Step One: Prioritize Your Bills
Some bills are more easily put off than others. Some missed payments can lead to disaster quickly. The key is knowing which is which.
We begin with Psychology 101, specifically Maslow’s Hierarchy of Needs. Laid out in a pyramid, Maslow says needs lower in the hierarchy (food, shelter, rest, warmth) must be met before needs higher up (security, belonging, esteem) can be satisfied.
The same applies to your struggling budget. Look first and foremost to your essentials – meaning food, shelter, utilities — which come before anything else, including cell phone, cable and internet service. That also includes credit scores. They may be damaged as you’re working through this, but credit scores can recover.
Priority One Bills: Essentials
Food: Whatever else, you must feed yourself and your family.
Housing: The roof over your head. Home, sweet home. The proverbial castle. If you think you might miss a mortgage payment, contact your lender about hardship options. As noted above, HUD, as well as the FHA, have programs to help homeowners avoid losing their house. HUD’s “Avoiding Foreclosure” website has a variety of options and resources. Many states, too, have programs under a variety of umbrellas, from free or low-cost legal help, to forbearance programs. Because states do things differently, the best way to find out is search your state’s name and “avoiding foreclosure,” or call your state housing authority, which will guide you to the right place.
Utilities: Power (electric and, sometimes, gas) and water are fundamental to human existence. The U.S. government’s “Help With Bills” website has resources to help people who are falling behind on their utility bills – and other financial issues.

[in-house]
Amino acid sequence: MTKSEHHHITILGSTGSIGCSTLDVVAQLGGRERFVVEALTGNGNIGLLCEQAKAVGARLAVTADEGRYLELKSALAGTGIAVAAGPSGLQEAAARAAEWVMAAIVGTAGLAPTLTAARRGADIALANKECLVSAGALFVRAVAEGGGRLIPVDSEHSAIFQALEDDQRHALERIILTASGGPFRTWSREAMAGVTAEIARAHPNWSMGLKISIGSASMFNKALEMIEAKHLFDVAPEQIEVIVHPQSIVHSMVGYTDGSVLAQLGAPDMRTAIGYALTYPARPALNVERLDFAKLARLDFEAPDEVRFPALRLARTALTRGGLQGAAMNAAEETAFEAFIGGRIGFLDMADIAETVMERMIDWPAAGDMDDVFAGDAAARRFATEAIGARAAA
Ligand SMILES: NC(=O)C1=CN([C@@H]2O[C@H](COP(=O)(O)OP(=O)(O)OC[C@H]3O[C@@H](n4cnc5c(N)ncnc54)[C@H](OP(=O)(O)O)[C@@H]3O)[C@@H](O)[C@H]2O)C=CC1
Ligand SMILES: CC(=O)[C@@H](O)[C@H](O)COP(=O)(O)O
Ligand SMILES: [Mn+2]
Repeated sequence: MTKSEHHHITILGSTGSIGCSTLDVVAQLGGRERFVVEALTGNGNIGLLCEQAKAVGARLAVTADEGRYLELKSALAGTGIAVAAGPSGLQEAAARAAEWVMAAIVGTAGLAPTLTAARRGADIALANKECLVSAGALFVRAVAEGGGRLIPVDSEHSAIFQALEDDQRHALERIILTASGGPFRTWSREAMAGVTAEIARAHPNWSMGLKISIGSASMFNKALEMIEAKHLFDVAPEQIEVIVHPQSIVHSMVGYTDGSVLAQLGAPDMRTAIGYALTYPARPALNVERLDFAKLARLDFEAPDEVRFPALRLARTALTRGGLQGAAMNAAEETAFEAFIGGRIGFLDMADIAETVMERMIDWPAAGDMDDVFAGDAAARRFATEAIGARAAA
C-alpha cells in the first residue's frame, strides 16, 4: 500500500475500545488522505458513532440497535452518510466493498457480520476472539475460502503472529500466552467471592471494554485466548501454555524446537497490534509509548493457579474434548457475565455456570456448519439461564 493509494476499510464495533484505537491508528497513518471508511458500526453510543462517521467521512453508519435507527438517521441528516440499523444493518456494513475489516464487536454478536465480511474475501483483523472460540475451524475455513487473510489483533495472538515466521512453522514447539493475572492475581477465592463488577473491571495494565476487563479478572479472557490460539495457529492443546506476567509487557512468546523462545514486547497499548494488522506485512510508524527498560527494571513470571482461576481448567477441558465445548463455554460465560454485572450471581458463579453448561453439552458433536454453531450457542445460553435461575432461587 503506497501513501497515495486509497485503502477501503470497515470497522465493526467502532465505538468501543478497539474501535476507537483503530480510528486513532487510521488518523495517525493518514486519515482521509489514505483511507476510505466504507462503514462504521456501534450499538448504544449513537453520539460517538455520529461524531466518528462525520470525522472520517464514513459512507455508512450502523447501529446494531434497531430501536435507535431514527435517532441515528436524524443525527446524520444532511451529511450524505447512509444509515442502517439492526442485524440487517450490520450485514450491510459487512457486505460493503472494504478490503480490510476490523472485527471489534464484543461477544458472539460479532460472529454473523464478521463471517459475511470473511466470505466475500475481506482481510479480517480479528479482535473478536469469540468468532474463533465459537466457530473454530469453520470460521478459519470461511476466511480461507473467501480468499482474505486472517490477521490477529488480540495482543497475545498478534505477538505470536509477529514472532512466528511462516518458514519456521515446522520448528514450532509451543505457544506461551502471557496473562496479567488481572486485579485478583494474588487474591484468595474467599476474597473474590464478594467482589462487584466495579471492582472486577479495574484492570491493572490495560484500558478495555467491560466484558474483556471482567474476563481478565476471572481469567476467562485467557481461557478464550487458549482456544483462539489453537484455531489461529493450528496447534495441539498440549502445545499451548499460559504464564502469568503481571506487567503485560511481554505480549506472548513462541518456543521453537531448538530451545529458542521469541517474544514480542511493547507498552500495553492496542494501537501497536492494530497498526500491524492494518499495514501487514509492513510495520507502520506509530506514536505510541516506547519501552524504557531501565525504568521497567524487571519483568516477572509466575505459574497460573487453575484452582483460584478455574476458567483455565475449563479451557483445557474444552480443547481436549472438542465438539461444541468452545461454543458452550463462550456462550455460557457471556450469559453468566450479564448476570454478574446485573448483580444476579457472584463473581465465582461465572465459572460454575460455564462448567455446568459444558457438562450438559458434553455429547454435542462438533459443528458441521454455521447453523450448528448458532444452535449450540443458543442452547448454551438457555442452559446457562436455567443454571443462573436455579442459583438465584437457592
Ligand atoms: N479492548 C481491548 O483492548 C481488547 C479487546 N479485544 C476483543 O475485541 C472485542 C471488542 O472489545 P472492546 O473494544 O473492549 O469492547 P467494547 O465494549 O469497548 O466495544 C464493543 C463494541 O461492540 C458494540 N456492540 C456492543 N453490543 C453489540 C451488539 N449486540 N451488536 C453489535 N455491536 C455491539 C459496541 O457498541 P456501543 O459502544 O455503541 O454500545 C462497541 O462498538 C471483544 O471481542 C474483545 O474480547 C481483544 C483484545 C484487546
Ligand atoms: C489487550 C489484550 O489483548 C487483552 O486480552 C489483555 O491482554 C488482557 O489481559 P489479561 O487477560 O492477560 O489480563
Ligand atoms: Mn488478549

» Read more: Emergency Help with Utility Bills
Car payment: If you live in one of the many parts of the country where you can’t get to work, shop, or run errands without owning a car, it’s essential that you keep up on payments. A car repossession ends up costing a lot more than just the back payments, and losing your job because you can’t get to work isn’t going to help your finances. If you live somewhere where public transportation is available, or it would be cheaper to Uber or Lyft than make a car payment, move this to “priority two.”
Next comes items that, while not essential, are too important for you to ignore and hope they go away. They won’t.
Priority Two Bills
Taxes (Income and Property): Neglecting the former could cost you wage garnishments, property seizures and, conceivably, your freedom. Neglecting the latter could cost you your home.
Child support: If you don’t hold up your child support obligation not only will you put custody and/or visitation at risk, but failure to hold up your obligation can lead to wage garnishments, bank account invasions, even jail. If you’re struggling to pay, take advantage of governmental and nonprofit programs that provide additional financial support for single parents.
Insurance: There are financial and, in some cases, legal risks to letting policies lapse. If you owe on homeowner’s, renter’s, auto or health policies, pay them.
Credit cards: If possible, at least keep up the minimum payments.
Medical bills: If you have to stiff anyone, your medical provider(s) just might be the ticket. These bills tend not to accumulate interest, and nonpayment is less detrimental to your credit score.
Student loans: Lenders have programs to forbear, defer and sometimes even forgive payments for borrowers who can demonstrate money is tight.
Step Two: Budgeting